Are prisons effective total institutions or do they more commonly fail in their goal of resocialization? Please compare and contrast how a conflict, a functionalist or an interactionist theorist would answer this question. Finally offer your opinion
The present paper aims to discuss the role of prisons in the resocialization of the people kept in the incarcerated after their turned out to be guilty of committing some offence and the announcement of sentence against them from the court of law. The study will be conducted in the light of Conflict, Structural functional and Interactionsit perspectives in order to define and determine the role played by prisons in the rehabilitation of the offenders.
It is a fact beyond
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On the other hand, functionalist attribute the society as a structure, where functioning of its different organs decides the future of the entire structure (Turner, 1978:11-2). Since prison is also an essential part of society, activities of its members, including administration and prisoners, is vital for the proper functioning of the system. Somehow, nature of the relationship between the prisons personnel and criminals is of master and slave, which keeps both the parties in conflict with one another. The prisons officers introduce sessions and impose restrictions of various types on the prisoners, which are aptly attempted to be turned down on the part of the prisoners. Consequently, the jail administration deprives the prisoners of some facilities with the aim of keeping them under their control. Such a situation is rejected by the prisoners, which develop the feelings of hatred and malice for the personnel, and are determined to take revenge from them, weak prisoners and society as well after their imprisonment duration is over. Hence, the conflict is evident between the prisoners and jail management, which contains bleak chances of any resocialization of the criminals during their remaining incarcerated in prisons (Pritikin, 2009:1050).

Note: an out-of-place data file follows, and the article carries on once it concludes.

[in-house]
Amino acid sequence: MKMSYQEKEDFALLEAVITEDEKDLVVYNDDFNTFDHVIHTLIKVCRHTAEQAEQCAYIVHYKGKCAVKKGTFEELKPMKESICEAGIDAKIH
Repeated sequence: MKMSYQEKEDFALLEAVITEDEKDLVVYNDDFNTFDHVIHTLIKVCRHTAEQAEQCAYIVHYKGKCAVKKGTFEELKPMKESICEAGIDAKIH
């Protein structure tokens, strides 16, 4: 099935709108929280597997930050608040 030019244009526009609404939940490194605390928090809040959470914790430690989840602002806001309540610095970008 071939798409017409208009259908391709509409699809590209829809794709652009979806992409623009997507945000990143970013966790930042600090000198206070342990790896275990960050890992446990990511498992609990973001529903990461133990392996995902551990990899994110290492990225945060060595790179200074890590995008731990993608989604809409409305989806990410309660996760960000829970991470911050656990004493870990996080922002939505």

While elaborating the interactionist theory, the perspective maintains that man’s interaction with his social and physical environment determines his action, reaction and individual and